The offense pushed tempo and opened the floor. The defense pressured the Coyotes all over the court.
And wouldn't you know it? The next thing happening was freshman Grant Nelson getting isolation matchups USD couldn't hope to guard, leading to drives to the basket and easy layups. Rocky Kreuser hit a big jumper. And Jarius Cook, NDSU's best outside shooter who at times struggles because the Bison offense slogs too often, hit two massive 3-pointers that he caught and shot in rhythm.
USD, meanwhile, looked jarred by the Bison's newfound defensive aggressiveness.
The Coyotes clearly had their pulses racing with NDSU hounding them, as witnessed by a turnover by Tasos Kamateros. He'd slipped behind the NDSU defense and caught a long pass that should've led to an easy dunk. There was nobody within 15 feet of him when he received the ball at the 3-point stripe. One problem: He forgot to dribble before dunking. Traveling. Bison ball.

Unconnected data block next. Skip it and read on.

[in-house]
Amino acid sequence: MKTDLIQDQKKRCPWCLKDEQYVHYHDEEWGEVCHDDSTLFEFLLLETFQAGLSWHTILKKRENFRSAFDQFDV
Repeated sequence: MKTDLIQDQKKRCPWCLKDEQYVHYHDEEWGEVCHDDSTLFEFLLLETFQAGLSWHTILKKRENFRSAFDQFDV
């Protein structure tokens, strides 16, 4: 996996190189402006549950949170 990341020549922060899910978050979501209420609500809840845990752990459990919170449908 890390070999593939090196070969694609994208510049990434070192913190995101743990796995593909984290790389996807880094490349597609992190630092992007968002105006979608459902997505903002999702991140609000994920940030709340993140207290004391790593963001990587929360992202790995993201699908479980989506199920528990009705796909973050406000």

Richman's decision to get aggressive, finally, changed the tilt of the game and might've salvaged NDSU's late-season prospects. If the Bison win their final five games, they'll be the league tournament's second seed.
With 8:48 left in the second half, USD led 59-42. With 3:01 left, Cook hit the second of his 3-pointers to give NDSU a 68-65 lead.
Shock and awe.
There was still some give and take to the finish line, including Sam Griesel's game-winner with 3 seconds left, but the Bison won 76-74 in their most entertaining home game of the season. There was no reason for Richman to be somber after this one.